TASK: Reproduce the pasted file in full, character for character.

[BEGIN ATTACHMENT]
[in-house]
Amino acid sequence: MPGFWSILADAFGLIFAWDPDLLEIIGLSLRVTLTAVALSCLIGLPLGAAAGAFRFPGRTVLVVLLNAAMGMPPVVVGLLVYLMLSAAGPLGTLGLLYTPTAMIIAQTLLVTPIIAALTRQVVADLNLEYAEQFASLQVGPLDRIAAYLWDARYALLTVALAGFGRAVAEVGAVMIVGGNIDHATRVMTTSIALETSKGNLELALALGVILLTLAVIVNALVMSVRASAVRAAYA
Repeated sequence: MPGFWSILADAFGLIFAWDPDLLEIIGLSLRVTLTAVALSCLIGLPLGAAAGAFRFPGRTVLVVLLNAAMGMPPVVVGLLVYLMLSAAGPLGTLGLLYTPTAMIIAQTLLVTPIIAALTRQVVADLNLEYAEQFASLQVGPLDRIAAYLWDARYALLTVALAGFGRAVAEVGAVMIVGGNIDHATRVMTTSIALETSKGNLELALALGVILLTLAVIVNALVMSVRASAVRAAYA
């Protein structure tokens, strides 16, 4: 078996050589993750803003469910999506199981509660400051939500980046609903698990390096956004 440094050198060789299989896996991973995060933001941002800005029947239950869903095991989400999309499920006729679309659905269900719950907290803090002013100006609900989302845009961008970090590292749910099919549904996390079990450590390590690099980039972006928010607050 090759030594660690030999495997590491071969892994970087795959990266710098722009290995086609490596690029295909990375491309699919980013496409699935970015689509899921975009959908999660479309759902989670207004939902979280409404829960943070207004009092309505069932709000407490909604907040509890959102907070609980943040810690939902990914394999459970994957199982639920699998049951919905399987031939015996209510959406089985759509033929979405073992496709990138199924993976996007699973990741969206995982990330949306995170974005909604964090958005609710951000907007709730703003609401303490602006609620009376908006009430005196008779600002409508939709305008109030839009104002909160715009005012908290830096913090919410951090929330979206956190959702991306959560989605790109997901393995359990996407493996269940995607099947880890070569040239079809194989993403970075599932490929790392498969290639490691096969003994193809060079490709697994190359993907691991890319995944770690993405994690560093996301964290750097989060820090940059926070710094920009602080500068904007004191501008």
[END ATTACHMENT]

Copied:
[in-house]
Amino acid sequence: MPGFWSILADAFGLIFAWDPDLLEIIGLSLRVTLTAVALSCLIGLPLGAAAGAFRFPGRTVLVVLLNAAMGMPPVVVGLLVYLMLSAAGPLGTLGLLYTPTAMIIAQTLLVTPIIAALTRQVVADLNLEYAEQFASLQVGPLDRIAAYLWDARYALLTVALAGFGRAVAEVGAVMIVGGNIDHATRVMTTSIALETSKGNLELALALGVILLTLAVIVNALVMSVRASAVRAAYA
Repeated sequence: MPGFWSILADAFGLIFAWDPDLLEIIGLSLRVTLTAVALSCLIGLPLGAAAGAFRFPGRTVLVVLLNAAMGMPPVVVGLLVYLMLSAAGPLGTLGLLYTPTAMIIAQTLLVTPIIAALTRQVVADLNLEYAEQFASLQVGPLDRIAAYLWDARYALLTVALAGFGRAVAEVGAVMIVGGNIDHATRVMTTSIALETSKGNLELALALGVILLTLAVIVNALVMSVRASAVRAAYA
């Protein structure tokens, strides 16, 4: 078996050589993750803003469910999506199981509660400051939500980046609903698990390096956004 440094050198060789299989896996991973995060933001941002800005029947239950869903095991989400999309499920006729679309659905269900719950907290803090002013100006609900989302845009961008970090590292749910099919549904996390079990450590390590690099980039972006928010607050 090759030594660690030999495997590491071969892994970087795959990266710098722009290995086609490596690029295909990375491309699919980013496409699935970015689509899921975009959908999660479309759902989670207004939902979280409404829960943070207004009092309505069932709000407490909604907040509890959102907070609980943040810690939902990914394999459970994957199982639920699998049951919905399987031939015996209510959406089985759509033929979405073992496709990138199924993976996007699973990741969206995982990330949306995170974005909604964090958005609710951000907007709730703003609401303490602006609620009376908006009430005196008779600002409508939709305008109030839009104002909160715009005012908290830096913090919410951090929330979206956190959702991306959560989605790109997901393995359990996407493996269940995607099947880890070569040239079809194989993403970075599932490929790392498969290639490691096969003994193809060079490709697994190359993907691991890319995944770690993405994690560093996301964290750097989060820090940059926070710094920009602080500068904007004191501008």